Rethinking Likeness and Comparability in Equality Claims Brought Before the European Court of Human Rights

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Dr Charilaos Nikolaidis, Lecturer in Law, University of Essex

Equality requires us to treat like cases alike. But who are the like cases? Does equality require similarity in the factual situation of those compared? Treating like cases alike is not necessarily as restrictive a formula as is often understood to be; neither does the comparator requirement have to be one of the problematic aspects of applying that formula. Much depends on how we choose to interpret the notion of likeness. This paper aims to propose an interpretation that is based not on the similarity of the situations, but on the similarity of the claims at hand. It does so with reference to the relevant case-law of the European Court of Human Rights. The basic goal is to show that such an alternative understanding of what likeness entails can prove particularly helpful both in terms of comprehending previous instances of the case-law of the Court as well as in terms of allowing for a more principled approach to prevail in the future.

The analysis unfolds in four main steps. The first step argues that the classic formulation of formal equality does not really require, as a matter of necessity, the tracking down of an “analogously situated” comparator and then it proposes a different normative framework for understanding “likeness”. The second step demonstrates how the proposed framework allows us to navigate through the (very close) interaction between the comparability and the justification stages without conflating the two. The third step deals with the way in which the approach advanced in this paper helps us bring the formal conception of equality closer to what is known as substantive equality, simply by enabling us to look at the requirement for “likeness” from a different angle. Finally, the fourth step explains how the perception of likeness as similarity in the weight of the legitimate interests involved can help provide clearer answers when the court faces difficult questions.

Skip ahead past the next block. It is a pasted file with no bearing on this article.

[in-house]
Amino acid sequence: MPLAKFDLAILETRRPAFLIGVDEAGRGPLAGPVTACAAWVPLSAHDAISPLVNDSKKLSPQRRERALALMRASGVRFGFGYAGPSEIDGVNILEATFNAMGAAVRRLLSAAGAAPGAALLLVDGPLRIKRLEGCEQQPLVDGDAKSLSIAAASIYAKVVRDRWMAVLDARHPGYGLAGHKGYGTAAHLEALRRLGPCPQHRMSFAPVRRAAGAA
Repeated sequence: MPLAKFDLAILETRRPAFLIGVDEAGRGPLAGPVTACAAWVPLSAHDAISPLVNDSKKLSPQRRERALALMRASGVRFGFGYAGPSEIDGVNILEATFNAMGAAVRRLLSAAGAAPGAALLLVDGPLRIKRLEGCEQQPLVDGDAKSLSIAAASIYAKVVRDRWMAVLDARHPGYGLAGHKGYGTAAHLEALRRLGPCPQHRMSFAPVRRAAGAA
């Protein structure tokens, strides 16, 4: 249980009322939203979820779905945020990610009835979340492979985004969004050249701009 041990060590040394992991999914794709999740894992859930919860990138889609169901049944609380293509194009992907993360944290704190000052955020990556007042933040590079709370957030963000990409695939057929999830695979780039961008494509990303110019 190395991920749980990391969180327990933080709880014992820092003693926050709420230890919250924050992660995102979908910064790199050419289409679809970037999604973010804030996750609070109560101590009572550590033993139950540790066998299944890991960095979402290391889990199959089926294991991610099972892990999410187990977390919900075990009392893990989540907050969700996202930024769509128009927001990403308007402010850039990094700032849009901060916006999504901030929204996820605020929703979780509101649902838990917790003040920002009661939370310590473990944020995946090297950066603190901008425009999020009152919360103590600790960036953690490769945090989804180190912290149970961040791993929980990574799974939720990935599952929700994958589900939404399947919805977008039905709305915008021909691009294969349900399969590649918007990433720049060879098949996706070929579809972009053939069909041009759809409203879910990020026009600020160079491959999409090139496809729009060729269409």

This post is based on: Charilaos Nikolaidis, ‘Rethinking Likeness and Comparability in Equality Claims Brought Before the European Court of Human Rights’, Public Law, Issue 3, July 2020, pp. 448-467. The full text is available for download below.

This material was first published by Thomson Reuters, trading as Sweet & Maxwell, 5 Canada Square, Canary Wharf, London, E14 5AQ, in Public Law as ‘Rethinking Likeness and Comparability in Equality Claims Brought Before the European Court of Human Rights’, Public Law, Issue 3, July 2020, pp. 448-467 and is reproduced by agreement with the publishers.

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